In medical negligence cases, a plaintiff must present evidence from which a jury could conclude that the injury was unrelated to the surgical procedure or other medical treatment that the defendant was legitimately providing the plaintiff. Res ipsa loquitur is inappropriate in a matter involving a physician's exercise of skill. Here, the parties do not dispute that Barber's bilateral hip fractures were completely unrelated to his medical treatment for his attempted overdose.

To be entitled to argue res ipsa loquitur to the jury, a plaintiff must present sufficient evidence that the instrumentality causing his or her injury was under the exclusive control of the defendant and that the incident causing the injuries would not ordinarily occur without negligence on the part of the one in control. The trial court found that Plaintiff’s experts could not rule out that the injury happened prior to the hospitalization. That ignores, however, that even Manatee’s expert opined that the injury was sustained “in the hospital” while he was unconscious and in the exclusive control of the hospital. Both parties’ experts agreed that there was some possibility that Barber sustained the injuries before he arrived at the hospital, but that was because there is simply no explanation for Barber's fractures. Both parties’ experts also agreed that it was more probable that the injuries occurred while Barber was in the hospital. This evidence was sufficient to satisfy Barber's burden, which at this point in the proceedings is only that negligence was the “probable” cause and the hospital was the “probable” actor. And the evidence, again, showed that Barber was walking when EMS arrived, and he walked himself to the stretcher. It doesn’t sound possible that he could do that if his hips were already broken.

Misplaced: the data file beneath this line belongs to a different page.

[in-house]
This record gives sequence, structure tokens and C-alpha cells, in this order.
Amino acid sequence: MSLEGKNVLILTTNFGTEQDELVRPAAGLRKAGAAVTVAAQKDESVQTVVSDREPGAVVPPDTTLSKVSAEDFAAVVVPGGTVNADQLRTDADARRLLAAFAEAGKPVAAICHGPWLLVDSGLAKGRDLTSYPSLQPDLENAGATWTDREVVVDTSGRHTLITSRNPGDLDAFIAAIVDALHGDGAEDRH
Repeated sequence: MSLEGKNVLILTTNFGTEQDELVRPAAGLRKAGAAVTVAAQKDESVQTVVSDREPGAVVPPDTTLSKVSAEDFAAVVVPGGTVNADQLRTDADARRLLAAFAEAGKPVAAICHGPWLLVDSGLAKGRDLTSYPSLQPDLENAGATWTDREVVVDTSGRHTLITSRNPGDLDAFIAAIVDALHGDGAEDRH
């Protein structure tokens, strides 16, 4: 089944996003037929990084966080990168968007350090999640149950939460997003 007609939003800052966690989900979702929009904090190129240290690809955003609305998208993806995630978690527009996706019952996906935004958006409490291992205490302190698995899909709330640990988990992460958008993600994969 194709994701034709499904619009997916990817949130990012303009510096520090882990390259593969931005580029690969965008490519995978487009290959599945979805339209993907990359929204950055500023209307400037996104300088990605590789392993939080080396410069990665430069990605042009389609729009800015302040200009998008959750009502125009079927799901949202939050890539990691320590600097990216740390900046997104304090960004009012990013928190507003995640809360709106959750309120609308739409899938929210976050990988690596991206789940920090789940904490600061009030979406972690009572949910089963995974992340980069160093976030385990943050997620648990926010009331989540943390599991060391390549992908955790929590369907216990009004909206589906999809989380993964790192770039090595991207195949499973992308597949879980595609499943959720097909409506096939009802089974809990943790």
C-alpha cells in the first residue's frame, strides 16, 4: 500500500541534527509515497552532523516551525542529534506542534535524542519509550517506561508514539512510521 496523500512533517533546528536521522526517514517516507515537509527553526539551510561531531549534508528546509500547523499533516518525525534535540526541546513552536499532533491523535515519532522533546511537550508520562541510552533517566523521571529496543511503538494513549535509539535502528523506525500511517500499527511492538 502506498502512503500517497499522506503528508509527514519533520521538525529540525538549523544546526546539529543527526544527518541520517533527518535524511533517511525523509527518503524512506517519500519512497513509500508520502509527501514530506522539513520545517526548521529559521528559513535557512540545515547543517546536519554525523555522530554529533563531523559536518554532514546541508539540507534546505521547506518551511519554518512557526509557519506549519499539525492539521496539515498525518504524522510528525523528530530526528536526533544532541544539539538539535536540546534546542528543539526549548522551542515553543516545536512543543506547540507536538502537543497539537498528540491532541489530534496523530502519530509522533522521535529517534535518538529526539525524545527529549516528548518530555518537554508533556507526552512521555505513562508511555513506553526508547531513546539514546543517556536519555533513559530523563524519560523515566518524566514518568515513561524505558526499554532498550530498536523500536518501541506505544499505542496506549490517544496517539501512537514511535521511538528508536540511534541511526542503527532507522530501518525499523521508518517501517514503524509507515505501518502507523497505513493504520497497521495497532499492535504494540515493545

To argue res ipsa loquitur, a plaintiff is not required to establish the identity of the instrumentality that caused the injury; rather the doctrine merely requires that the instrumentality causing the plaintiff's injury was under the exclusive control of the defendant. Barber presented sufficient evidence from which the jury could conclude that Manatee had exclusive control over Barber because he was unconscious in the ICU for fifty-five hours, so he met his burden of establishing this res ipsa loquitur prerequisite.